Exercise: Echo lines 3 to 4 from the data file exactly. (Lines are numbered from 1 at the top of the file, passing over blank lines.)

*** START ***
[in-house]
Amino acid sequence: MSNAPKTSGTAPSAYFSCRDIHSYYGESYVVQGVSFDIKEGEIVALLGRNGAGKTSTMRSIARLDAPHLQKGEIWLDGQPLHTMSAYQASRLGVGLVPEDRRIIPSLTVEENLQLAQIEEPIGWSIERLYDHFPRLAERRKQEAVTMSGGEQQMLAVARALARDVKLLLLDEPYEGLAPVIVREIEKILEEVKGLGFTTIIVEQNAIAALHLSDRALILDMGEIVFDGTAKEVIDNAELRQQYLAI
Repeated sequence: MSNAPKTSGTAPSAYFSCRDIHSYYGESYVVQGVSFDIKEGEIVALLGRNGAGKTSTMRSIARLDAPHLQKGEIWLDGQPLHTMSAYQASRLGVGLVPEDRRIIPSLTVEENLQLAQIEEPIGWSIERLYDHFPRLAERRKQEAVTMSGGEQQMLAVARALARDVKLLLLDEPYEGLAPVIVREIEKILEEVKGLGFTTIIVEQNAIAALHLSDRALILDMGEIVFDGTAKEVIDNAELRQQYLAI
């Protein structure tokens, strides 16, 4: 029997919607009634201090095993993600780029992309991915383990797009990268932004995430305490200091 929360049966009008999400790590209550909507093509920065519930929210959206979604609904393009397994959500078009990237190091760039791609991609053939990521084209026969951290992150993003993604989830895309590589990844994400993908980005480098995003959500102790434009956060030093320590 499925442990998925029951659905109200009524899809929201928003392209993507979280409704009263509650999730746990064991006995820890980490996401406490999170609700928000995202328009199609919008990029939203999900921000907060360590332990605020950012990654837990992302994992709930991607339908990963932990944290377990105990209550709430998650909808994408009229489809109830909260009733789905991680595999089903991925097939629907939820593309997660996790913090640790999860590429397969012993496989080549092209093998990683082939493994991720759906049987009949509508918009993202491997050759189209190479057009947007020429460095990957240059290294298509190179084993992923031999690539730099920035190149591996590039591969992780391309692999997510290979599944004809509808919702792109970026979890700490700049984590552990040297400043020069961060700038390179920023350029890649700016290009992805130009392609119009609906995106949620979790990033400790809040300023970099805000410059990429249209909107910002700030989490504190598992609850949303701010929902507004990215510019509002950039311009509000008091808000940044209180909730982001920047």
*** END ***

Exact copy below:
Repeated sequence: MSNAPKTSGTAPSAYFSCRDIHSYYGESYVVQGVSFDIKEGEIVALLGRNGAGKTSTMRSIARLDAPHLQKGEIWLDGQPLHTMSAYQASRLGVGLVPEDRRIIPSLTVEENLQLAQIEEPIGWSIERLYDHFPRLAERRKQEAVTMSGGEQQMLAVARALARDVKLLLLDEPYEGLAPVIVREIEKILEEVKGLGFTTIIVEQNAIAALHLSDRALILDMGEIVFDGTAKEVIDNAELRQQYLAI
């Protein structure tokens, strides 16, 4: 029997919607009634201090095993993600780029992309991915383990797009990268932004995430305490200091 929360049966009008999400790590209550909507093509920065519930929210959206979604609904393009397994959500078009990237190091760039791609991609053939990521084209026969951290992150993003993604989830895309590589990844994400993908980005480098995003959500102790434009956060030093320590 499925442990998925029951659905109200009524899809929201928003392209993507979280409704009263509650999730746990064991006995820890980490996401406490999170609700928000995202328009199609919008990029939203999900921000907060360590332990605020950012990654837990992302994992709930991607339908990963932990944290377990105990209550709430998650909808994408009229489809109830909260009733789905991680595999089903991925097939629907939820593309997660996790913090640790999860590429397969012993496989080549092209093998990683082939493994991720759906049987009949509508918009993202491997050759189209190479057009947007020429460095990957240059290294298509190179084993992923031999690539730099920035190149591996590039591969992780391309692999997510290979599944004809509808919702792109970026979890700490700049984590552990040297400043020069961060700038390179920023350029890649700016290009992805130009392609119009609906995106949620979790990033400790809040300023970099805000410059990429249209909107910002700030989490504190598992609850949303701010929902507004990215510019509002950039311009509000008091808000940044209180909730982001920047």